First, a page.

Stephen Lance’s first feature film, My Mistress may at first glance appear to be a raunchy film following the affair of a young teen man and a much older lady – but the reality is a more enigmatic, dream-like discovery of what comfort one stranger can offer another.
– The Melbourne Review
It’s a long hot summer for Charlie Boyd. He’s sixteen and his hormones are racing. When a tragic family event tumbles Charlie into a world of pain, a pain so intense he thinks no-one can help, he tries to escape. Desperate and alone, he meets Maggie, the mysterious woman who lives down the street. She’s a professional and she specialises in pain. Giving it, exploring it, and sharing it, all for money.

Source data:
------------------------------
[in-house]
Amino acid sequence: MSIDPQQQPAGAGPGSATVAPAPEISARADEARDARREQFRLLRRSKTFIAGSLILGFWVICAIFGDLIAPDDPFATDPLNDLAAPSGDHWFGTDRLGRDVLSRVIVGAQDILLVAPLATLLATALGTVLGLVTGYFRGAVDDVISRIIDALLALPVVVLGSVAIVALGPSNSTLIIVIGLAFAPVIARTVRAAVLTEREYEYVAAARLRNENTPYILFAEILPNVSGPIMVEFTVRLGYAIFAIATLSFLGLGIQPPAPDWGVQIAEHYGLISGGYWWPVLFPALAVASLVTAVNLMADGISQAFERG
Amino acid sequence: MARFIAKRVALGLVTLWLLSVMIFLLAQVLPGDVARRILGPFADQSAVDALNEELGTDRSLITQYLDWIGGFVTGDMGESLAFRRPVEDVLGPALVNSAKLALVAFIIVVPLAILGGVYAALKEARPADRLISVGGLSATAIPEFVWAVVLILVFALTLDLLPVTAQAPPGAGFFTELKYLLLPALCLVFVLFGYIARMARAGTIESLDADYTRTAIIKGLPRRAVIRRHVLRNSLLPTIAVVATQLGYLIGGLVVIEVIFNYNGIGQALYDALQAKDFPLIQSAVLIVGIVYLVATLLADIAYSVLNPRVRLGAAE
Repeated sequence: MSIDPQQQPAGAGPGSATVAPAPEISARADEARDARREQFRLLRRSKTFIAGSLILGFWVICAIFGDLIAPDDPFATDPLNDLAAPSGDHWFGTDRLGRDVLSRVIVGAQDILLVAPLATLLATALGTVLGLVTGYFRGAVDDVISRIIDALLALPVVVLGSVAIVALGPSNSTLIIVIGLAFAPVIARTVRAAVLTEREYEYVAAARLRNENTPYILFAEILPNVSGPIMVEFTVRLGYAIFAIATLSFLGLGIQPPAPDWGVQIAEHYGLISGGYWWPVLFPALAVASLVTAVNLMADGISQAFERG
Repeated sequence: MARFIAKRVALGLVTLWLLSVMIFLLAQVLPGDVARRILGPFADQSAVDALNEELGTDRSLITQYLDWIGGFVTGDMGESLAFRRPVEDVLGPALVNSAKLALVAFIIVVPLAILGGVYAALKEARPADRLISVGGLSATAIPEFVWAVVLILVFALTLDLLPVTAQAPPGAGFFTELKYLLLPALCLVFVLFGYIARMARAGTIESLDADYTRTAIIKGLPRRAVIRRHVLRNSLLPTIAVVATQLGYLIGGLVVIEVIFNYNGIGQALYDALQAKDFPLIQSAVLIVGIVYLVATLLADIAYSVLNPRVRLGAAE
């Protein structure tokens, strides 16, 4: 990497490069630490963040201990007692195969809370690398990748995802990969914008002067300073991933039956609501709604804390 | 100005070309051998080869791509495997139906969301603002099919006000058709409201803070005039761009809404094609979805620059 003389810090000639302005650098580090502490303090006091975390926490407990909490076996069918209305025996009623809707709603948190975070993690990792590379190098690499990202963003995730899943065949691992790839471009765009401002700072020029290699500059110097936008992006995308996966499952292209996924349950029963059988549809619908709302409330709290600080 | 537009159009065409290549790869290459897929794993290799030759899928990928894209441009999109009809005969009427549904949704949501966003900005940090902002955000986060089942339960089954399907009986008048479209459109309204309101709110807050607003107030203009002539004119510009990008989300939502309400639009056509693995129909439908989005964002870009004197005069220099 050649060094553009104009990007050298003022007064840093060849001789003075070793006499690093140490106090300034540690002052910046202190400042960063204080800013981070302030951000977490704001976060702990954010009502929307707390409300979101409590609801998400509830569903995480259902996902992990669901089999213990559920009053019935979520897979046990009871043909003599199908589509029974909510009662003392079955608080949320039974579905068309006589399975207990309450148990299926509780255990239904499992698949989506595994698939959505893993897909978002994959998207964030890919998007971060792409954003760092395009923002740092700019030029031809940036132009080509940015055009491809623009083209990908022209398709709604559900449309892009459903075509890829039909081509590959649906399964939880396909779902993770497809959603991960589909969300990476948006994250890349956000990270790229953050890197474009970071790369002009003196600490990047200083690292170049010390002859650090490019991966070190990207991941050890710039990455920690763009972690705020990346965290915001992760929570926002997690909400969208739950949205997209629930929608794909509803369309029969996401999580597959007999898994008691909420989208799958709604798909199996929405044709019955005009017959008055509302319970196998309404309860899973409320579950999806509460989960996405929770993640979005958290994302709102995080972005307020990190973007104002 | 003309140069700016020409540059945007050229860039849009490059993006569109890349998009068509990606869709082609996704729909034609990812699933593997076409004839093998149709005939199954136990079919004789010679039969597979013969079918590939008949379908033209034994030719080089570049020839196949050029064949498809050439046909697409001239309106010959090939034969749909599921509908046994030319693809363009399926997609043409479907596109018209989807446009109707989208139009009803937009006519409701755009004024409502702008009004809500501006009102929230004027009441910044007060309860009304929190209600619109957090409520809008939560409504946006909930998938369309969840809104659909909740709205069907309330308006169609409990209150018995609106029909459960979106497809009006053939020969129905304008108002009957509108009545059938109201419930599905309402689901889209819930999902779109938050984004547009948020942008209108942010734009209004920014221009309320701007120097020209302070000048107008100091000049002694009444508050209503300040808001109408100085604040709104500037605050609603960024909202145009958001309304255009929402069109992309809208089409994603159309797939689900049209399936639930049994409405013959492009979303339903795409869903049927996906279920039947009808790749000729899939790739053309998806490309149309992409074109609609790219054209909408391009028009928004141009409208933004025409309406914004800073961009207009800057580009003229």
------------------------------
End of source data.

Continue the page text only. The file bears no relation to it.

So Charlie insinuates his way into her life and despite herself Maggie can’t stop from going along with his wishes. However dangerous their relationship may be, she knows he needs her. She needs him too. As much as she tries to deny it, she needs his sort of love, because in the part of her life she keeps from Charlie, she has been judged and found wanting, and is paying the price. Maggie is drawn to this troubled boy who takes all the pain she can give and uses it to heal himself. As Charlie heals, he turns that love back onto her, his Mistress.